Let’s all try and understand what’s going on here with this brewing controversy over the abortion conscious clause. The Obama administration is looking at rescinding it. Read from Lifenews.com to start:
The Provider Refusal Rule was proposed by the Bush White House in August and enacted on January 20, the day President Barack Obama took office.
It expanded on a 30-year-old law establishing a "conscience clause" for "health-care professionals who don't want to perform abortions."
Under the rule, workers in health-care settings -- from doctors to janitors -- can refuse to provide services, information or advice to patients on subjects such as contraception, family planning, blood transfusions and even vaccine counseling if they are morally against it.
Dan Nejfelt, a Senior Communications Associate in the moderate Evangelical group called Faith in Public Life group sent The Brody File the following analysis:
“It’s important to remember that regardless of what becomes of the conscience clause regulations under review, doctors will NOT be required to perform abortions against their will. There’s a thirty-year history of legislation ensuring this, and even completely overturning the regulations in question can’t change it. What the conscience clause is far more likely to affect is access to prescription birth control, which can drastically affect the number and rate of unplanned pregnancies and abortions. In keeping with the President’s repeated statements about the need to reduce abortion, ensuring access to contraception is a logical goal. I don’t know what this review process is going to lead to, but it seems consistent with a commitment to reducing abortion.”
Tony Perkins, President of the conservative Family Research Council looks at it differently. Here is what he sent me:
"Should an individual have to choose between a health care profession and their moral convictions about human life? That is exactly what the Conscious Regulations are about. Where is the choice in this "pro-choice” administration?"
He also says this:
"President's Obama's intention to change the language of these protections would result in the government becoming the conscience and not the individual. It is a person's right to exercise their moral judgment, not the government's to decide it for them."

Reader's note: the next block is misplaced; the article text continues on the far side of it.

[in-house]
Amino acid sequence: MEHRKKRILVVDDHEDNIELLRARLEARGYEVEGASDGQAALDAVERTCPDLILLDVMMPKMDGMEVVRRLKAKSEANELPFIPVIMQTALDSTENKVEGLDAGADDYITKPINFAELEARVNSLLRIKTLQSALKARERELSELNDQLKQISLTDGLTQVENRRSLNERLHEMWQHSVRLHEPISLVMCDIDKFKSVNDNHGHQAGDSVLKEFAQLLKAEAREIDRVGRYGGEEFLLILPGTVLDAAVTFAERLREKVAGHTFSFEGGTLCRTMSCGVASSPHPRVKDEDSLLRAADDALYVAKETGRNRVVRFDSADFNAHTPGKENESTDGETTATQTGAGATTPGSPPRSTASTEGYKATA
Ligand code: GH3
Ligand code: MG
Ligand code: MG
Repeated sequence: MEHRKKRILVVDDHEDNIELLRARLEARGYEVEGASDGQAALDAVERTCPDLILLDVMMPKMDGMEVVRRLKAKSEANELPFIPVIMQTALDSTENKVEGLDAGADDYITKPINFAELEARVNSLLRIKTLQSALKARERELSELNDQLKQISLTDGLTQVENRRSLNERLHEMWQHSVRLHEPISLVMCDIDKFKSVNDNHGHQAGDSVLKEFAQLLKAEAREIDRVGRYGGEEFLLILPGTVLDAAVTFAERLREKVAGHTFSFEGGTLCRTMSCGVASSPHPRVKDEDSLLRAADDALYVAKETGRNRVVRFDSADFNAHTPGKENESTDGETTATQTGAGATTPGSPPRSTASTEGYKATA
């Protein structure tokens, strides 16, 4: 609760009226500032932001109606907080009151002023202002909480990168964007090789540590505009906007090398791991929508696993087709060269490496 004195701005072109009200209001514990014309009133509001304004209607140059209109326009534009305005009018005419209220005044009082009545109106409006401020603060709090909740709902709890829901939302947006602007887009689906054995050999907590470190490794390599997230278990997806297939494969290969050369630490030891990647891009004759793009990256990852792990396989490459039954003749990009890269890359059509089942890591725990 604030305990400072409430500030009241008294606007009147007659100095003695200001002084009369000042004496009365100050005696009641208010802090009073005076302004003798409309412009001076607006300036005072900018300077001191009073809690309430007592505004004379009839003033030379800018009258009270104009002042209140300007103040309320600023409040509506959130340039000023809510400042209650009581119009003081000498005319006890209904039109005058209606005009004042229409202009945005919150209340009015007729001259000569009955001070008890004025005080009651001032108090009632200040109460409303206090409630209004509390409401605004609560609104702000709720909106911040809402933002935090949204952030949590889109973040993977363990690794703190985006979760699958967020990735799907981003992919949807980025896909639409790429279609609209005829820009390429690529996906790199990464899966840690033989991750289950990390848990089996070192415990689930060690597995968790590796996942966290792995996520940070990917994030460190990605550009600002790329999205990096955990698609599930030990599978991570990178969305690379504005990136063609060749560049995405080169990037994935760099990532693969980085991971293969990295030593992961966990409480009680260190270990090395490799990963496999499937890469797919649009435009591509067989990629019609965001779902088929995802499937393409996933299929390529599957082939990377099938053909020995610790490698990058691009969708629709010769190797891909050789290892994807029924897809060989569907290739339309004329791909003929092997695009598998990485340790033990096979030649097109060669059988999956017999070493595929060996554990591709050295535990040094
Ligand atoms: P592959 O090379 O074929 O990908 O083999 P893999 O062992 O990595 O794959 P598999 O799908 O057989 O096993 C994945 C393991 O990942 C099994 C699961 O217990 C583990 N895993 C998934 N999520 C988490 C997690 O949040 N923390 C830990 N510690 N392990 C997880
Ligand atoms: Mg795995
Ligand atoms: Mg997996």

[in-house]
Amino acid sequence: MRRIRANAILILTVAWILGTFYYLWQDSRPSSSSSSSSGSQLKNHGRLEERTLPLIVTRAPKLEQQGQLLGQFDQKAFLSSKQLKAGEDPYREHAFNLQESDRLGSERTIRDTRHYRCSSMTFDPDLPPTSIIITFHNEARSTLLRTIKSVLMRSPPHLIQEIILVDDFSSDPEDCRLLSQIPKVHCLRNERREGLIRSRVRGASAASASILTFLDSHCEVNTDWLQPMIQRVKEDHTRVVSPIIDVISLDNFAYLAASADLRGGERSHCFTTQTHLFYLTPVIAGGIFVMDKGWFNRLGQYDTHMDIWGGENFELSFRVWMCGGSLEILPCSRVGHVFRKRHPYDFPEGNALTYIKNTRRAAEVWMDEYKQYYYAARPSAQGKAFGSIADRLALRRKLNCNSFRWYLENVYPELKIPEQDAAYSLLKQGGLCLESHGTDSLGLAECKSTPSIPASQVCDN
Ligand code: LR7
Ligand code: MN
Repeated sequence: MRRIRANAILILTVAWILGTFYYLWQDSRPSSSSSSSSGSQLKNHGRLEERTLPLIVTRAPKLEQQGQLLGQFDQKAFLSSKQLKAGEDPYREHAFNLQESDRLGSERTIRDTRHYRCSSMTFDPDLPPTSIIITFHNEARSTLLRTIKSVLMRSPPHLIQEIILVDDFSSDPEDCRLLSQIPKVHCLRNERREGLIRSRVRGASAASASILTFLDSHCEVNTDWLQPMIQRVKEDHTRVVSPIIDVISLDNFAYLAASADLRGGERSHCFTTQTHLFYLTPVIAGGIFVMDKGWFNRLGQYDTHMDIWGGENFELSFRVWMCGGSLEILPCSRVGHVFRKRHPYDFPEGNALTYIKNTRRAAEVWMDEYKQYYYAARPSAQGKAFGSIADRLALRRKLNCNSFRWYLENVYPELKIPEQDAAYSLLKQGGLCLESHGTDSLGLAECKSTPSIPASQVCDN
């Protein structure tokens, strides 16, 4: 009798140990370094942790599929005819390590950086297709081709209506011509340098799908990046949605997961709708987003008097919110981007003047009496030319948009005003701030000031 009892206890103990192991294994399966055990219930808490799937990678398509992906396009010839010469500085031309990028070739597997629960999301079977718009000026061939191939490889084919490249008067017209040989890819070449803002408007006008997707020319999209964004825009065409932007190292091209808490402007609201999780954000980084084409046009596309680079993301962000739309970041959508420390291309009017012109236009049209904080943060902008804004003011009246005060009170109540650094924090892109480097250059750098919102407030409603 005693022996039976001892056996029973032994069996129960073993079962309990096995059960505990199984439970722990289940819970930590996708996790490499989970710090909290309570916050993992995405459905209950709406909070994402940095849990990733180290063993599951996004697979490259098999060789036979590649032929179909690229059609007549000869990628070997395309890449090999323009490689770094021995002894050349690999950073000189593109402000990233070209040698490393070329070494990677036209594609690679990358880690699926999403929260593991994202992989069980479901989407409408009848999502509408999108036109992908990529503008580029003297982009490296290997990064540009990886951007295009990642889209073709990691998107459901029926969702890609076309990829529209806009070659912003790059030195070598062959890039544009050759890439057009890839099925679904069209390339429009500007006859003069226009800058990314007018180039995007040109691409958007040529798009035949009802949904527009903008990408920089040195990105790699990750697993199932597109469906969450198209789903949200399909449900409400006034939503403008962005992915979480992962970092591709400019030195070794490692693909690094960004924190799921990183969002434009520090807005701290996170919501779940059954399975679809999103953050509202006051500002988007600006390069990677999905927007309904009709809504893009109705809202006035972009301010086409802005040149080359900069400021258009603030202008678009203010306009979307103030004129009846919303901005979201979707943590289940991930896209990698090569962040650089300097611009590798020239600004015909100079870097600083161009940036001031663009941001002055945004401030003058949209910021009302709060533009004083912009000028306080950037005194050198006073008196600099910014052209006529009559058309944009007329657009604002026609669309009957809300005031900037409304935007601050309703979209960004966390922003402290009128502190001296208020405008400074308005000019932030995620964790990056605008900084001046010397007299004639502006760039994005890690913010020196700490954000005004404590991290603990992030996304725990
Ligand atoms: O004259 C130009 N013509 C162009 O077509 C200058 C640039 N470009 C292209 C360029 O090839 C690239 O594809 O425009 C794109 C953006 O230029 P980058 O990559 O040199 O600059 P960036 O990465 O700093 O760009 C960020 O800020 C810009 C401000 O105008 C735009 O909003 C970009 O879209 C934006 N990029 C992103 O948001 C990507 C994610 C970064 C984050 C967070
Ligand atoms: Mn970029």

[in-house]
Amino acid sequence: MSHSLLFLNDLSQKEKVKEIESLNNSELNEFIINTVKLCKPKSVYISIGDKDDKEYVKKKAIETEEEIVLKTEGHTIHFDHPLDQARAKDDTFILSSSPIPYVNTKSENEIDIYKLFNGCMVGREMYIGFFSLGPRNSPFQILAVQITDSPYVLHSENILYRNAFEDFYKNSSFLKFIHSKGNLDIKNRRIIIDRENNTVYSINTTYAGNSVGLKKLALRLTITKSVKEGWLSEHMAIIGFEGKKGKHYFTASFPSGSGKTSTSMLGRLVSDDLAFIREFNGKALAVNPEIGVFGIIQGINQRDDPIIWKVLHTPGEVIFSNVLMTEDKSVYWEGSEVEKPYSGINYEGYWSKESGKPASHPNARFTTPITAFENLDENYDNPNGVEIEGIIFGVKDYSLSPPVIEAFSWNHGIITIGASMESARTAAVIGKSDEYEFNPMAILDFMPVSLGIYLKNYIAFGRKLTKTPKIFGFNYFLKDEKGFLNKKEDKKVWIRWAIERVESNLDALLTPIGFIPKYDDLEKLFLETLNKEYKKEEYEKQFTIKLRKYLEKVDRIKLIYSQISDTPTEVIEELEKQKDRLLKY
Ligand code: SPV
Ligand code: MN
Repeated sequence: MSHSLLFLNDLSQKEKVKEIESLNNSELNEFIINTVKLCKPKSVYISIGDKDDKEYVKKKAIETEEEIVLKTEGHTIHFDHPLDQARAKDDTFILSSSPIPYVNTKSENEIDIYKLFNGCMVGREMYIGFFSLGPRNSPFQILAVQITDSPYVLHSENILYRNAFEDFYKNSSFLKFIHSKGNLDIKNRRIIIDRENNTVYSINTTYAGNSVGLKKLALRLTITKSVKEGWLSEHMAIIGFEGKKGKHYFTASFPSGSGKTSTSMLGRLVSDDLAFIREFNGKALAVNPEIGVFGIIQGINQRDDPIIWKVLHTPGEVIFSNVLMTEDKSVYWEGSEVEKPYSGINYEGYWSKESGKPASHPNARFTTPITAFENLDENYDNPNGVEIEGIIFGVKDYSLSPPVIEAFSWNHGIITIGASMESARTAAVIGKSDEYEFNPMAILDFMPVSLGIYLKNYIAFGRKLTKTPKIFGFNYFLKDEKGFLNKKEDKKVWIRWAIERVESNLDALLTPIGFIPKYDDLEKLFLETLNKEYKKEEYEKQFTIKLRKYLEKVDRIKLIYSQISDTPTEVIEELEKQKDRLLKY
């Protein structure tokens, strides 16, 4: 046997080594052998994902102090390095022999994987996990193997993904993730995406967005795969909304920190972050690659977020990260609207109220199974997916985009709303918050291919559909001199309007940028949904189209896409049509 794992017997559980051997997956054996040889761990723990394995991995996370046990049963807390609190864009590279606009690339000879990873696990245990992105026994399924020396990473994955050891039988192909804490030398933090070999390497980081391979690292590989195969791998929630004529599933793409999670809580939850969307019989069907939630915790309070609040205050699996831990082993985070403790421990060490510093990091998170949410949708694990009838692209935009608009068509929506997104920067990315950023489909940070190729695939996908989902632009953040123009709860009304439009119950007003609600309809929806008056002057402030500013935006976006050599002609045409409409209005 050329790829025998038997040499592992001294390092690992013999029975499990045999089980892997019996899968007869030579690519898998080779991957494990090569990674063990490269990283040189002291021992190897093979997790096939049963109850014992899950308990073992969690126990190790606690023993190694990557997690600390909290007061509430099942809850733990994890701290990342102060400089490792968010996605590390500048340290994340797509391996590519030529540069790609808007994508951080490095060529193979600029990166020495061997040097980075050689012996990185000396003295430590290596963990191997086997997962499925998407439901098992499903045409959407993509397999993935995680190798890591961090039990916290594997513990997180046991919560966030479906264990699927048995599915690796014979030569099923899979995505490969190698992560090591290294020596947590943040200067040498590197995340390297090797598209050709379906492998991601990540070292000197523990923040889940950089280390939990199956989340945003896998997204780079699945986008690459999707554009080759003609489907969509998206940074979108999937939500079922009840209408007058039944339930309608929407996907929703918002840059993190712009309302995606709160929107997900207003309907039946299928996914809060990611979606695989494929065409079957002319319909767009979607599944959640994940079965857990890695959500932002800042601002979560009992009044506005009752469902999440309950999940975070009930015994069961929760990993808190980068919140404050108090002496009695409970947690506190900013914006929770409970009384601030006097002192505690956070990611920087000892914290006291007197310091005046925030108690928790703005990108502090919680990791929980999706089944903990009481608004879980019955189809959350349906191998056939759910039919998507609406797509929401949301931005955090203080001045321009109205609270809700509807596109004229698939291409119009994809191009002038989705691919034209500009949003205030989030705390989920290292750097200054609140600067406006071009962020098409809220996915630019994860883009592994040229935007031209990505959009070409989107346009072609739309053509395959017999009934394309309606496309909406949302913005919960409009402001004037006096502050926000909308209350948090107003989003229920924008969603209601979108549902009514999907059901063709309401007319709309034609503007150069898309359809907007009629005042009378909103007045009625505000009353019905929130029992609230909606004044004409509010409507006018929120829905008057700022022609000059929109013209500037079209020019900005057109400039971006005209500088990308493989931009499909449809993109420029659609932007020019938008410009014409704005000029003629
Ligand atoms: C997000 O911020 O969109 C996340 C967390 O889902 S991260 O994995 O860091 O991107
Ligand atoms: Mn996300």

"Protecting the right of all health-care providers to make professional judgments based on moral convictions and ethical standard s is foundational to federal law and is necessary to ensure that access to health care is not diminished, which will occur if health-care workers are forced out of their jobs because of their ethical stances.”
So it seems to me that this isn't so much about forcing medical professionals to perform abortions though some will argue that tightening the rule could lead to that. Instead this seems to be about issues like access to contraception and increased government control over someone's moral objections. Also, just how broad should the rule be?
On a separate but related note, if President Obama wants to be a President for ALL people and wants to bring Evangelicals on board to some degree, he is going to somehow have to differentiate himself when it comes to abortion policy. Deciding not to reinstate the Mexico City Policy on the Roe v Wade anniversary was scene by the Obama administration as an olive branch and a goodwill gesture. But Evangelicals didn't see it that way for the most part. They saw it as window dressing.
Younger Evangelicals care just as deeply about the abortion issue. If the President continues to support every nook and cranny of the pro-choice lobbyist agenda checklist then he does himself no favors with Evangelicals. Understandably he is pro-choice and his moves make sense from that standpoint but if he really wants to be a different, more moderate President he’ll need to deviate somewhat from the pro-choice policy playbook. If he stood up to Planned Parenthood and NARAL on some issues then that would go along way with Evangelicals. Pro-lifers are not holding their breath.